In the United States, the Fall season is commonly associated with Thanksgiving. However, countries all around the world also have holidays dedicated to giving thanks and appreciating what you have. Whether it is China’s Mid-Autumn Festival, Japan’s Labor Thanksgiving Day, or Canadian Thanksgiving, people interviewed said each country celebrated their gratefulness with loved ones and delicious food.
China’s Mid-Autumn Festival
The Mid-Autumn Festival is celebrated each year in China on the 15th day of the eighth month of the lunar calendar, according to CNN. This year the holiday fell on Sept. 13.
Luo Xi Lin, a sophomore from China majoring in TESOL, shared how, “Every time during this part of the year, the moon is really round and that’s why they have moon cakes in a circle shape. That kind of represents the moon ... We eat moon cake. Moon cake is in the moon shape. It can be sweet or salty inside.
“The Mid-Autumn Festival is one of the most popular or favorite festivals in China. People don’t sell moon cakes at other times, only during that time. It’s around that time, before and maybe if there are leftovers.
“Of course, you can order it, but normally the market won’t sell it until that time. People will be really excited [to eat] moon cakes and to see the moon. It is the most beautiful time of the year.”
Another important part of this time of year, she explained, is how “people look at the moon and they miss their family. Everything that is a circle can mean family and gathering time.
“During this festival, most of the jobs and schools will have the day off, which gives people the chance to go home and be with their parents. Some people work far from home. They can have this day off to go home.
“We usually will watch the moon with our family and just chat under the moon and have a moon cake or a small dish. Usually, people will eat dinner before that. They will probably watch the moon at 9 or 10 in the evening because it is really pretty. It looks like a little moon on the table, with the colors too.”
A tradition especially loved by children, Lin described, is lanterns. “I did it with my family. In China they also do it. The kids will buy lanterns to just walk around the neighborhood.
“The lanterns are really exciting for the kids. They watch, worship the moon, and eat moon cake. Everything is about the moon. Kids can make their own lanterns too.
“You light [the lantern] and walk around your neighborhoods. In the nighttime it isn’t very bright, so the lanterns are a light for kids to walk around. The family usually hangs up the lantern too.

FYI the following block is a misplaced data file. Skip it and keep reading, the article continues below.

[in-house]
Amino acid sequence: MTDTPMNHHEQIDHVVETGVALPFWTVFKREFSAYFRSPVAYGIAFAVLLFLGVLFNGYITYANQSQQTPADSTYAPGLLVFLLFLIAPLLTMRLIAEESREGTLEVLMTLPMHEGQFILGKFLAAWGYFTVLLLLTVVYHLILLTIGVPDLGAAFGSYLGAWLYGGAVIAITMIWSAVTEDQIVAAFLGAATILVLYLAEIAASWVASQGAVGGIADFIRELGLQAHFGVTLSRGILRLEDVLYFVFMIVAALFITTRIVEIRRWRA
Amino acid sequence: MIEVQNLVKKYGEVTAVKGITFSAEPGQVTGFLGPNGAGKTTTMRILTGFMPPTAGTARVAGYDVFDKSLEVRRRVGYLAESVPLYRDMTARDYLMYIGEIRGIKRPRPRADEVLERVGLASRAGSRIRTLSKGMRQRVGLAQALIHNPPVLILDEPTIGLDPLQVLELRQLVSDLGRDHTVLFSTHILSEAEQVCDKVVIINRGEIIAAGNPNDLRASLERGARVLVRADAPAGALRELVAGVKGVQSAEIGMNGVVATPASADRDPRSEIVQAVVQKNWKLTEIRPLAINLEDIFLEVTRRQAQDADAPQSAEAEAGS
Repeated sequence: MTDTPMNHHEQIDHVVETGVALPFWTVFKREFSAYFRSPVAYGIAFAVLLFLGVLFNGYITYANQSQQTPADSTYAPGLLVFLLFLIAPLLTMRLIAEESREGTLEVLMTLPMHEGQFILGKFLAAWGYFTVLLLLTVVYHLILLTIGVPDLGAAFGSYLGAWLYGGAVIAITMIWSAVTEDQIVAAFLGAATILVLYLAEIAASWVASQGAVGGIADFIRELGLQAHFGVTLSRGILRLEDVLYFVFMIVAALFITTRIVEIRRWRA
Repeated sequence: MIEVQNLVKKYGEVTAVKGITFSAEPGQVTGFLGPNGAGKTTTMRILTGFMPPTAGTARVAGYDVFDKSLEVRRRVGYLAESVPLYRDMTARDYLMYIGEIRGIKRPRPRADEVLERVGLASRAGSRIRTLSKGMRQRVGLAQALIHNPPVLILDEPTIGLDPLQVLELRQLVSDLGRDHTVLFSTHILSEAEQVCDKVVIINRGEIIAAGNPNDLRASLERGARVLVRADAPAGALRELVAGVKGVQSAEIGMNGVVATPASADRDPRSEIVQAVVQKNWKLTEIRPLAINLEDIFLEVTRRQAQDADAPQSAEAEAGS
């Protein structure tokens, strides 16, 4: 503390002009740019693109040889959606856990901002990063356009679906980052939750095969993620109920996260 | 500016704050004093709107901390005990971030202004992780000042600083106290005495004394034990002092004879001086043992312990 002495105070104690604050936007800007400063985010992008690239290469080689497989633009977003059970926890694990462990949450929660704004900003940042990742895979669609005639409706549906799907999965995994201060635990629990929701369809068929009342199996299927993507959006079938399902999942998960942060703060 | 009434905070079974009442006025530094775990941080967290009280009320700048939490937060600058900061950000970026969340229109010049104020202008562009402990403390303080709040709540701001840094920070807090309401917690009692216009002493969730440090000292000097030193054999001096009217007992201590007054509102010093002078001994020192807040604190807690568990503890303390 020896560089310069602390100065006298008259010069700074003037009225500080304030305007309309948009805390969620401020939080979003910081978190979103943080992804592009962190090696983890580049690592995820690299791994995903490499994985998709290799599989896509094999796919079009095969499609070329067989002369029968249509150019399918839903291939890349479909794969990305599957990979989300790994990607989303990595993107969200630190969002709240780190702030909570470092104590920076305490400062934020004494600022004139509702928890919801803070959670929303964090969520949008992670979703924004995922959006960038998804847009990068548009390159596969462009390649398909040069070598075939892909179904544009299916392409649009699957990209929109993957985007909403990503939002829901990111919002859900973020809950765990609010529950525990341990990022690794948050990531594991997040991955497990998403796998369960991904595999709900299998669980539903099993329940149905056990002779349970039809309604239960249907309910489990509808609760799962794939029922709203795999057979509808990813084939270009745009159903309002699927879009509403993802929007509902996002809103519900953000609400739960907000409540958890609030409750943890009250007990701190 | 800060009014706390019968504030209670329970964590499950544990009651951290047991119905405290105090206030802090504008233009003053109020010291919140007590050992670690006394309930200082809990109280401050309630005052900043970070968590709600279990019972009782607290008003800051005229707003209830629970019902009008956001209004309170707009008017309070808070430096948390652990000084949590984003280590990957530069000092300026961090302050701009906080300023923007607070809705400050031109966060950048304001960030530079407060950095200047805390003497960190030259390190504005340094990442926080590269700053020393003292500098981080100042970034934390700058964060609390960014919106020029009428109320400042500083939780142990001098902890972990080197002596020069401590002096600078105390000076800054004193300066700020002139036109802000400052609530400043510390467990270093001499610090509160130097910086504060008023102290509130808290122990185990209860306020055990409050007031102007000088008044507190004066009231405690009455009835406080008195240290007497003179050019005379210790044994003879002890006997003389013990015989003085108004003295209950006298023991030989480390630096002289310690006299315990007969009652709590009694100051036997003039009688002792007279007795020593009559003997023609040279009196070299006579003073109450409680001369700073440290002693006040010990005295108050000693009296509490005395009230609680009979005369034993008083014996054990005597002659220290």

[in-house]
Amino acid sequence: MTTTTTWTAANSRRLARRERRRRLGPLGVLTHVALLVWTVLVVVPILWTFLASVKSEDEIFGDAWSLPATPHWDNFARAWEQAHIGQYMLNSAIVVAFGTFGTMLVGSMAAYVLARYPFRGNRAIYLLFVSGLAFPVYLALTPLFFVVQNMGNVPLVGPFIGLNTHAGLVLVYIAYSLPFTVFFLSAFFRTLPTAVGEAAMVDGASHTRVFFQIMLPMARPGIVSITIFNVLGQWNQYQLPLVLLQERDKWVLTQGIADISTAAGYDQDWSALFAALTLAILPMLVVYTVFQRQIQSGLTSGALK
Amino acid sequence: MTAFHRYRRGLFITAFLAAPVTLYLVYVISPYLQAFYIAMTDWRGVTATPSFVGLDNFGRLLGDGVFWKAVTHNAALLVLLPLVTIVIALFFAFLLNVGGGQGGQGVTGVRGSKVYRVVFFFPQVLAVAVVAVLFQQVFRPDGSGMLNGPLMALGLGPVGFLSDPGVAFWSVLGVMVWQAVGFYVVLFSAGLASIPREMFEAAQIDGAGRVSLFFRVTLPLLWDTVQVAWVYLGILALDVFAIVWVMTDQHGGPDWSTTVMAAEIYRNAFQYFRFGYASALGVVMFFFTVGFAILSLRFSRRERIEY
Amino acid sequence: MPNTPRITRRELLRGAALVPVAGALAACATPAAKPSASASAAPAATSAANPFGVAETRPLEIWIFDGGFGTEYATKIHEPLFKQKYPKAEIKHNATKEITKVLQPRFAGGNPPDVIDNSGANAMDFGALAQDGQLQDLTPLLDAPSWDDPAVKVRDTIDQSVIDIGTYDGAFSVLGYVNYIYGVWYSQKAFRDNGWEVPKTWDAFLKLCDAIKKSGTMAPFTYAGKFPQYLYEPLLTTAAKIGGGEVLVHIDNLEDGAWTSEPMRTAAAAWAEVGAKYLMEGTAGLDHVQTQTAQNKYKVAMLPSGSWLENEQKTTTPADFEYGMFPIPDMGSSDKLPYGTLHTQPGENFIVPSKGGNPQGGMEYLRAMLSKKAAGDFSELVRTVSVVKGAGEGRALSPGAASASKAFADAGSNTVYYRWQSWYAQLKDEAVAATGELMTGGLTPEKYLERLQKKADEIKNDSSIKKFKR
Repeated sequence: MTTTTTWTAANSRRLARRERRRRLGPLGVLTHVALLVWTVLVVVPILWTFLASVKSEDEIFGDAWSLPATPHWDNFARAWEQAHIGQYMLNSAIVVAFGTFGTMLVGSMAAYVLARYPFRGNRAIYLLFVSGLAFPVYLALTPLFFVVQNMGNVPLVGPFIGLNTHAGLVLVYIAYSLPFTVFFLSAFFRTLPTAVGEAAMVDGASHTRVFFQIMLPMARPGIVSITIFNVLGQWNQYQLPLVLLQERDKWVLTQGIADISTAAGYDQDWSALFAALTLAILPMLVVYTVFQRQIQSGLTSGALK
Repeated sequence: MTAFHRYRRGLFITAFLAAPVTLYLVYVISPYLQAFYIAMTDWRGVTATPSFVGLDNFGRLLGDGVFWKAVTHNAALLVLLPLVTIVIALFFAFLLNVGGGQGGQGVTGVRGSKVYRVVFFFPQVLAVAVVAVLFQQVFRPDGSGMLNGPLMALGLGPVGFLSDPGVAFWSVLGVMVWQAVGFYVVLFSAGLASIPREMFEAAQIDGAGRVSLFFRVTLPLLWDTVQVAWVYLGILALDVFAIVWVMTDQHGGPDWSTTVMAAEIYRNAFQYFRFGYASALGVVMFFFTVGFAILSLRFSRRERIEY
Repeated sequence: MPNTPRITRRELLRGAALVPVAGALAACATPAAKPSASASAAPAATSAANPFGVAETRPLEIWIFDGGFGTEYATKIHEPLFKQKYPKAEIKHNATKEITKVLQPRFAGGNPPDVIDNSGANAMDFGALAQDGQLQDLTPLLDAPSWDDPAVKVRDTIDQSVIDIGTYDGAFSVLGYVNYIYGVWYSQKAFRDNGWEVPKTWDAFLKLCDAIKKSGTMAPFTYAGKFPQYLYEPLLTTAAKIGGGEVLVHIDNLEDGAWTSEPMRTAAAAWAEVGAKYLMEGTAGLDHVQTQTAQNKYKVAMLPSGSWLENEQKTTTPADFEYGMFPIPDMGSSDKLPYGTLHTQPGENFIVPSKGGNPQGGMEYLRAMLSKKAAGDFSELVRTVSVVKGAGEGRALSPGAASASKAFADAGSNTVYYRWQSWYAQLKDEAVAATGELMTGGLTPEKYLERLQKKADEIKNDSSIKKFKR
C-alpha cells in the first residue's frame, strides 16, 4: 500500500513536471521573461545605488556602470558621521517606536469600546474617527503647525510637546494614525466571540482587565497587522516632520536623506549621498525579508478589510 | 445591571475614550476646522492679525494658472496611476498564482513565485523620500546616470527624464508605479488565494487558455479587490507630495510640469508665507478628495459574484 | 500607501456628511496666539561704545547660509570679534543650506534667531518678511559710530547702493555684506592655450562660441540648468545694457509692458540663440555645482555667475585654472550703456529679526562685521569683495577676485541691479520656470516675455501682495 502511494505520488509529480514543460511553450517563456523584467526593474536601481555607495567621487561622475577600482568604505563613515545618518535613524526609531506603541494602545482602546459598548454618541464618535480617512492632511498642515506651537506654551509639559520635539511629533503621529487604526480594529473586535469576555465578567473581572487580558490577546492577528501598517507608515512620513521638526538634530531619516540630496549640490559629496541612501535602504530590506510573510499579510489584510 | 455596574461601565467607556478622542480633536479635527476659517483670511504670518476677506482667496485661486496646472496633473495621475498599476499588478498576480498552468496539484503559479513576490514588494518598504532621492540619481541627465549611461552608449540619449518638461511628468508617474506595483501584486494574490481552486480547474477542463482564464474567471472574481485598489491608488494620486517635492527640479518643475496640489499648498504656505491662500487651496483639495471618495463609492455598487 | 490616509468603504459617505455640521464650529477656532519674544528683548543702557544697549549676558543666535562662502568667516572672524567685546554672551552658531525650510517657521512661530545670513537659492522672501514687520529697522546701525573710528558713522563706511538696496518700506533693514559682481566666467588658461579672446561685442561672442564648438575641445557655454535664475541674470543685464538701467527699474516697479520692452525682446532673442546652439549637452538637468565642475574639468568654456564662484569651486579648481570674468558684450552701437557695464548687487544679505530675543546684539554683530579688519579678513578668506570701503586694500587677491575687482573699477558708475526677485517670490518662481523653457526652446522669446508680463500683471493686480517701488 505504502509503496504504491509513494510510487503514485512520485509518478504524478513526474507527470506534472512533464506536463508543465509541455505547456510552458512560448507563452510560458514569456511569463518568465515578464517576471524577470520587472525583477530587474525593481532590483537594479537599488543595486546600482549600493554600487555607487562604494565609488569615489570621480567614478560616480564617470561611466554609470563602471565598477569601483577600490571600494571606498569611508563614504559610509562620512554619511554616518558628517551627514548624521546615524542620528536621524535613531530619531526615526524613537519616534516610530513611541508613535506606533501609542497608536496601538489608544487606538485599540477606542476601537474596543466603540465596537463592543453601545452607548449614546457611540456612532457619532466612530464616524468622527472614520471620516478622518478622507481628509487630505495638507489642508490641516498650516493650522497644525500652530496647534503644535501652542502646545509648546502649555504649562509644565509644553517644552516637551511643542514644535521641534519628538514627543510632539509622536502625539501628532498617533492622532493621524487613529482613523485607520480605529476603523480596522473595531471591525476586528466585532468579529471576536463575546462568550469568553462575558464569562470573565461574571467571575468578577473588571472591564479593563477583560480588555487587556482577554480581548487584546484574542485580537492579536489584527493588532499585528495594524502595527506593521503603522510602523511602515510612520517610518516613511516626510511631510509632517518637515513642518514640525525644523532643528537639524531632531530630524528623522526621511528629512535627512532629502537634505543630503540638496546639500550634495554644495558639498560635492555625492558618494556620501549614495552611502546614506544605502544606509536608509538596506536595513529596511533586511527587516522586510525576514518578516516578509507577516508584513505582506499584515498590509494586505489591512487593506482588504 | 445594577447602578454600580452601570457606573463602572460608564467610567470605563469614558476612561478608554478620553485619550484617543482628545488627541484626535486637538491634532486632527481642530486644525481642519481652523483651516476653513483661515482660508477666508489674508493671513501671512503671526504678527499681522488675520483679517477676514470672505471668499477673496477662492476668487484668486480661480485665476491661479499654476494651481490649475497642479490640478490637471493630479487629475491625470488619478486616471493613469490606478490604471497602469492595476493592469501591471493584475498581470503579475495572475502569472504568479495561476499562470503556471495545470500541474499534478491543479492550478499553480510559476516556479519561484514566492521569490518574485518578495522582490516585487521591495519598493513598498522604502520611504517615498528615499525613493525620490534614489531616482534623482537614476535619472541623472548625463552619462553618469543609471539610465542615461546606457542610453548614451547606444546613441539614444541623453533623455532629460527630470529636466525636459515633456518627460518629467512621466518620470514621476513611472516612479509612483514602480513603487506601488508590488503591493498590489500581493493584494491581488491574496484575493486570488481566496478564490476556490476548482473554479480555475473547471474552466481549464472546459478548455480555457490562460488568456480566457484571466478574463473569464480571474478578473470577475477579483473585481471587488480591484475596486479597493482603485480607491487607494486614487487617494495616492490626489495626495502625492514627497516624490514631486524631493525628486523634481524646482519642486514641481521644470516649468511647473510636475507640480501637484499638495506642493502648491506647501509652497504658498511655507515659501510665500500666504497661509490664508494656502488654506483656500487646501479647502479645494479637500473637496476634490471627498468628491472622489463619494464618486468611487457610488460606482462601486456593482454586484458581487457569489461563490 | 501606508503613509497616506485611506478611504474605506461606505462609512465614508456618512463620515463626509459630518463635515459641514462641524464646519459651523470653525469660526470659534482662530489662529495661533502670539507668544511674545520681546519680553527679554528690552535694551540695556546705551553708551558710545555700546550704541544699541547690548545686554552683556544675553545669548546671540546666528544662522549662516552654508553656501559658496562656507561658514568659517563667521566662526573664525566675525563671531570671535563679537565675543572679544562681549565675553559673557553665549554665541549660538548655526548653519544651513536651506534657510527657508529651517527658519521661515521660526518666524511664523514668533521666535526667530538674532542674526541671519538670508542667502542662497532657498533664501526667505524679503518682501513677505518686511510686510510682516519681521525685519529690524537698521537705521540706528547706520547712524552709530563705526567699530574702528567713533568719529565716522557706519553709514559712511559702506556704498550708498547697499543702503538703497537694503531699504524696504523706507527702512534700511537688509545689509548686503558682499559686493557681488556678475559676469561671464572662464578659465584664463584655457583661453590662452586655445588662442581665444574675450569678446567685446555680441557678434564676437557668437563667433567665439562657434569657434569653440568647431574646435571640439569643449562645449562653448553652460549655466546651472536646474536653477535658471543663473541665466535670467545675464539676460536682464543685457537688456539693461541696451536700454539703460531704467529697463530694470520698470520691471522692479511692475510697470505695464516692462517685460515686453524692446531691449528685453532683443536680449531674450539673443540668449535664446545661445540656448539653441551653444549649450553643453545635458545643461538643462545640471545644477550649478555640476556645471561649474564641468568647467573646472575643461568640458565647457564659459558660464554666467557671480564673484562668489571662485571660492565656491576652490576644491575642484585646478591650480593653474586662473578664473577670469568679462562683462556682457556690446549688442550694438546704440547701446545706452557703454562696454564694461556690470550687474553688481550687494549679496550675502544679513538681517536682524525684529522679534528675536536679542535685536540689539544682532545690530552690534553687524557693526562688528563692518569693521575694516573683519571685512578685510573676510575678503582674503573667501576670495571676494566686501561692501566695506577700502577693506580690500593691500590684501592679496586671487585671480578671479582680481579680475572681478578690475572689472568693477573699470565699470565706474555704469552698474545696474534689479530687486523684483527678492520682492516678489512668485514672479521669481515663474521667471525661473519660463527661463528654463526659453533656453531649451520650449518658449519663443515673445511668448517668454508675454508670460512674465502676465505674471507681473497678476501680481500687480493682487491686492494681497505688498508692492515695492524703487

While at school, she said, they have similar traditions, but they celebrate with friends instead of family. “We get a couple of friends together. We eat some snacks, we prepare a snack or a dish together and eat moon cakes and chat, usually under the moon.”
Japanese Labor Thanksgiving Day
In the book “Thanksgiving and other Harvest Festivals,” author Ann Morrill explained, “On Nov. 23, the people of Japan celebrate Labor Thanksgiving Day. Originally called the Shinto Harvest Festival, since 1948 all of Japan takes this day to honor the nation’s workers as well as the result of the labor – the harvest.
"Traditionally the emperor would make the first offering of the fresh rice harvest to the gods on this day and then eat some himself. This ritual is still performed, but today it is a private ceremony.”
According to the website A Global World, “It was during the Meiji Era (1868-1912) that the date for this festival was set on November 23rd, and it has been maintained ever since.
The modern version of this festival was started after World War II in the year 1948, but the ancient tradition is still continued behind closed doors by the imperial family while the Labor Thanksgiving Day is celebrated by the public as a national holiday.”
Ayako Yoshida, a senior from Japan majoring in communications said although BYU–Hawaii does not have any celebrations for Japanese Labor Thanksgiving, “it is still recognized today showing gratitude to people who work hard for their family.”
Alysha Gurr, an alumna from Canada said, “Canadian Thanksgiving is officially on the second Monday in October, but families and friends generally gather throughout the weekend and often celebrate with a Thanksgiving meal on Sunday.”
Throughout history, Gurr shared, the reason for Thanksgiving has changed, and as the reasons changed, the date did too. Influences included British and European settlers, as well as immigrants from America. “It's been an official holiday since 1879 but still didn't have a fixed date. At that point, it was generally celebrated in October or November and often coincided with Remembrance Day, Nov. 11.
“In 1957, the Canadian Parliament declared Thanksgiving to be celebrated on the second Monday in Oct., like a holiday to give thanks to God for a bountiful harvest and for His blessings upon Canada ... It is celebrated throughout all of Canada, in our homes with family and friends.”
There are some similarities between American Thanksgiving and Canadian Thanksgiving, Gurr described. “The food is pretty much the same as Thanksgiving in the United States; turkey, potatoes, yams, stuffing, pumpkin pie, apple pie, etc...”
“Things associated with Thanksgiving, I think about time with family and food. Decorations and food are pretty much the same in Canada as it is in the United States. The Canadian Football League plays a doubleheader on Thanksgiving Day.”
With warmth, Gurr said in Hawaii, she celebrates with friends and it has become a tradition. “My first Canadian Thanksgiving here in Hawaii I was with a group of friends, and we ate pumpkin pie for breakfast on the beach. After that, I’ve always celebrated with friends. This year I roasted a turkey for the first time ever and had dinner with 15 people.”